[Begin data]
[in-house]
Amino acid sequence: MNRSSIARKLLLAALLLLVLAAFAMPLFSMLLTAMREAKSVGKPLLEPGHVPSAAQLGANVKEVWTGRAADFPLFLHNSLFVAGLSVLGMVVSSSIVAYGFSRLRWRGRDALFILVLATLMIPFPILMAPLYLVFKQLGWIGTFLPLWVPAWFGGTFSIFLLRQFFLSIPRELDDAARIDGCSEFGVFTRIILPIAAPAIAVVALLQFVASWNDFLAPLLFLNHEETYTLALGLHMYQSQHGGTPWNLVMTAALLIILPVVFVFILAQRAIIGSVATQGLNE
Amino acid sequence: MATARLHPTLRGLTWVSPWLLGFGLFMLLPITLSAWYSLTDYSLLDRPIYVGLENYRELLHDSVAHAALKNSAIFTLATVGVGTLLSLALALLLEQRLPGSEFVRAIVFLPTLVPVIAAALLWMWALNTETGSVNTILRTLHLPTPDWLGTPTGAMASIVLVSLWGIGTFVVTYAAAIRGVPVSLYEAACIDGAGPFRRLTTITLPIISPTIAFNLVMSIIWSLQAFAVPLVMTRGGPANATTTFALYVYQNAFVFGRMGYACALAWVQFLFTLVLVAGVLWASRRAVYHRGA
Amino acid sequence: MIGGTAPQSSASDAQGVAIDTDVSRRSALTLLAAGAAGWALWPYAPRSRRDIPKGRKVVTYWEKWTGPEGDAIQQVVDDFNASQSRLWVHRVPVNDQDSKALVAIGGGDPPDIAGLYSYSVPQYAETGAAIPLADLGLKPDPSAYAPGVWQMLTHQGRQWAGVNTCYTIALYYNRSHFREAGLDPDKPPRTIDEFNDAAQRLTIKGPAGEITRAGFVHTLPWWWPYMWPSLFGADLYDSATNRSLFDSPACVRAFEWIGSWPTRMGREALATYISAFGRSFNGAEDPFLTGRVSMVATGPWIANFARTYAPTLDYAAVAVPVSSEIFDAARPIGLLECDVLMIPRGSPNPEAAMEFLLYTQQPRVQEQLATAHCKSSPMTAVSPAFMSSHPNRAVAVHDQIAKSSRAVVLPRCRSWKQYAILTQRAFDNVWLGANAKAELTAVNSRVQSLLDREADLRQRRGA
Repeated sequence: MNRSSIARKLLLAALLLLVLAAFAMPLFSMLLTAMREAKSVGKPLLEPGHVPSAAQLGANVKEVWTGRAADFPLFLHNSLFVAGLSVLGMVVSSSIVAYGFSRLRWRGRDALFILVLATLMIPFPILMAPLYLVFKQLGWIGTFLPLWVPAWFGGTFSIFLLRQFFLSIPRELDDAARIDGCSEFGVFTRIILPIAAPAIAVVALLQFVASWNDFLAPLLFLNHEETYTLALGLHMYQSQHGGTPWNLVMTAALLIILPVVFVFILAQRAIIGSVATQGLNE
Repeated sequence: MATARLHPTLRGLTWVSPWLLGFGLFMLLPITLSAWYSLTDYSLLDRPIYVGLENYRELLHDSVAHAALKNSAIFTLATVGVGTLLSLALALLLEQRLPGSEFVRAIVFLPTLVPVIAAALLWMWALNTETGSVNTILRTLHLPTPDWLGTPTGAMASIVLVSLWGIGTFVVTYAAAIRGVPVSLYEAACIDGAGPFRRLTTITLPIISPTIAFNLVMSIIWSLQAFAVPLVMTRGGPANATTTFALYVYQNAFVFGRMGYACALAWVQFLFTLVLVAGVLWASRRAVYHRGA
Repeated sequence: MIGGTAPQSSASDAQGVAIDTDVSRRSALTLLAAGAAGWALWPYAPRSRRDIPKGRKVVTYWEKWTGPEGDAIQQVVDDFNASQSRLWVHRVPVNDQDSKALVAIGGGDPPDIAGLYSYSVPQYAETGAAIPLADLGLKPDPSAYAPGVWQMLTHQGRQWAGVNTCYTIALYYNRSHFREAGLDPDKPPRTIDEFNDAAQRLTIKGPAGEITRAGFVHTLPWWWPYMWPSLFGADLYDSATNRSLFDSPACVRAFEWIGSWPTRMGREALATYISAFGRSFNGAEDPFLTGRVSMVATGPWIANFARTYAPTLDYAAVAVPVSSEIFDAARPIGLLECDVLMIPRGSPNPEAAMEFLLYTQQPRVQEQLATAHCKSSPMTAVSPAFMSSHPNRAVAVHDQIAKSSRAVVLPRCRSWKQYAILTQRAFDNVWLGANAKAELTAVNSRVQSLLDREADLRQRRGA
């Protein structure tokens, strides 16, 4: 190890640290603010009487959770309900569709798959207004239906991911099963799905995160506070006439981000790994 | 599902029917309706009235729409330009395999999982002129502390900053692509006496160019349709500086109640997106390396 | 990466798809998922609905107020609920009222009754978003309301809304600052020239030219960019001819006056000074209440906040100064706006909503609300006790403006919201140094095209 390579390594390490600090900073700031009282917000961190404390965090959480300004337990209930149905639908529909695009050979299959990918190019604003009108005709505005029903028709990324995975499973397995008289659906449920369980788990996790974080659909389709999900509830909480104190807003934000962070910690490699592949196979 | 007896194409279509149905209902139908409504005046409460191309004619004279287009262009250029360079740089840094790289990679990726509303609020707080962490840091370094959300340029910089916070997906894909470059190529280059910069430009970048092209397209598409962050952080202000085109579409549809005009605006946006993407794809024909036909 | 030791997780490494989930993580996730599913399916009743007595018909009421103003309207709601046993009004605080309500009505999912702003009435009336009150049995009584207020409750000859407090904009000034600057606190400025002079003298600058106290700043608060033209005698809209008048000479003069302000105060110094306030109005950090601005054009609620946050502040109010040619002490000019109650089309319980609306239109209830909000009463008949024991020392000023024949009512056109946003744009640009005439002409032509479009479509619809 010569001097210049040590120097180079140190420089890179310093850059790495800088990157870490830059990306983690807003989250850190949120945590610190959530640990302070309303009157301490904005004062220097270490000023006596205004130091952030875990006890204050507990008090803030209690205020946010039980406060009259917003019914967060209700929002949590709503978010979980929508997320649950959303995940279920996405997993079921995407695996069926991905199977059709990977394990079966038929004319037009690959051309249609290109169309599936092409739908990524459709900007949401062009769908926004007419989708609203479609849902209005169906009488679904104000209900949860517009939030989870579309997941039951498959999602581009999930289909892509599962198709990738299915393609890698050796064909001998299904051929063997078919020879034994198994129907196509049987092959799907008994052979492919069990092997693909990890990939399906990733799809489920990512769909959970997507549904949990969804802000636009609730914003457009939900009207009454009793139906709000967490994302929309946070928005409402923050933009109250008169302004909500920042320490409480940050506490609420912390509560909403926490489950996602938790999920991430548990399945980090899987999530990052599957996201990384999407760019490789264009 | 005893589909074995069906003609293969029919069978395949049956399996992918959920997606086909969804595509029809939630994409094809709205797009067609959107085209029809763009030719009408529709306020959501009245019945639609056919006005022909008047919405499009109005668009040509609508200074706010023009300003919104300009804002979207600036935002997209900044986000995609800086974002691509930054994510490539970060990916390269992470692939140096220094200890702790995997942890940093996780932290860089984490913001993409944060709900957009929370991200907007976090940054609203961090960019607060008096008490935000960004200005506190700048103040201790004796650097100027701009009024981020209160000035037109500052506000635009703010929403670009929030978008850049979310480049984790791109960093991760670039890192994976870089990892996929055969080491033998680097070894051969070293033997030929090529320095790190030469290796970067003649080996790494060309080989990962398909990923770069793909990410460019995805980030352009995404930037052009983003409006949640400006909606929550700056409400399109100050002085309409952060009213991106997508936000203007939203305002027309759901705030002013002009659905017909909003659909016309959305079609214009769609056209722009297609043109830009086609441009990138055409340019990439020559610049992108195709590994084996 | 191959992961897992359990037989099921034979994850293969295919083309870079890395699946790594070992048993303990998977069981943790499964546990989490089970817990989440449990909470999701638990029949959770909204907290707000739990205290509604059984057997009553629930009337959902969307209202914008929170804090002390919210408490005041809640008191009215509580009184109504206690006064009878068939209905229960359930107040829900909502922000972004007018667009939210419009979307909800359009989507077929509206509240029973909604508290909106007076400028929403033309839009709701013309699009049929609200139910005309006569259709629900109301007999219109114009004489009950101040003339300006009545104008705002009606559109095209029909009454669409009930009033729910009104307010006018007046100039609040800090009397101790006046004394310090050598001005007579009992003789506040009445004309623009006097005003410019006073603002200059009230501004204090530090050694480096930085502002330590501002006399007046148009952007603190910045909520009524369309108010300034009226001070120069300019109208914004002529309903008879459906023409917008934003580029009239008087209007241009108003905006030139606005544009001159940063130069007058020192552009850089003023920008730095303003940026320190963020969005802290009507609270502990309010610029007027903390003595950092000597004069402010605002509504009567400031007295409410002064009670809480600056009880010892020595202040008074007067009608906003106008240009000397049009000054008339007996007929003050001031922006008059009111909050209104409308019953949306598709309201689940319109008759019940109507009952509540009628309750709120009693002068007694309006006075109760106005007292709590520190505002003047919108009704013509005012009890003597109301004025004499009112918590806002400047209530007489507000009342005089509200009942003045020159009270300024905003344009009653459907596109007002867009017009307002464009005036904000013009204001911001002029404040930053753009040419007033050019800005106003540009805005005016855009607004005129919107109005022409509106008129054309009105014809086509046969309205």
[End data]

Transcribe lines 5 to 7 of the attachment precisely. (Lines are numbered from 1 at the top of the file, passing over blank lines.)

Repeated sequence: MNRSSIARKLLLAALLLLVLAAFAMPLFSMLLTAMREAKSVGKPLLEPGHVPSAAQLGANVKEVWTGRAADFPLFLHNSLFVAGLSVLGMVVSSSIVAYGFSRLRWRGRDALFILVLATLMIPFPILMAPLYLVFKQLGWIGTFLPLWVPAWFGGTFSIFLLRQFFLSIPRELDDAARIDGCSEFGVFTRIILPIAAPAIAVVALLQFVASWNDFLAPLLFLNHEETYTLALGLHMYQSQHGGTPWNLVMTAALLIILPVVFVFILAQRAIIGSVATQGLNE
Repeated sequence: MATARLHPTLRGLTWVSPWLLGFGLFMLLPITLSAWYSLTDYSLLDRPIYVGLENYRELLHDSVAHAALKNSAIFTLATVGVGTLLSLALALLLEQRLPGSEFVRAIVFLPTLVPVIAAALLWMWALNTETGSVNTILRTLHLPTPDWLGTPTGAMASIVLVSLWGIGTFVVTYAAAIRGVPVSLYEAACIDGAGPFRRLTTITLPIISPTIAFNLVMSIIWSLQAFAVPLVMTRGGPANATTTFALYVYQNAFVFGRMGYACALAWVQFLFTLVLVAGVLWASRRAVYHRGA
Repeated sequence: MIGGTAPQSSASDAQGVAIDTDVSRRSALTLLAAGAAGWALWPYAPRSRRDIPKGRKVVTYWEKWTGPEGDAIQQVVDDFNASQSRLWVHRVPVNDQDSKALVAIGGGDPPDIAGLYSYSVPQYAETGAAIPLADLGLKPDPSAYAPGVWQMLTHQGRQWAGVNTCYTIALYYNRSHFREAGLDPDKPPRTIDEFNDAAQRLTIKGPAGEITRAGFVHTLPWWWPYMWPSLFGADLYDSATNRSLFDSPACVRAFEWIGSWPTRMGREALATYISAFGRSFNGAEDPFLTGRVSMVATGPWIANFARTYAPTLDYAAVAVPVSSEIFDAARPIGLLECDVLMIPRGSPNPEAAMEFLLYTQQPRVQEQLATAHCKSSPMTAVSPAFMSSHPNRAVAVHDQIAKSSRAVVLPRCRSWKQYAILTQRAFDNVWLGANAKAELTAVNSRVQSLLDREADLRQRRGA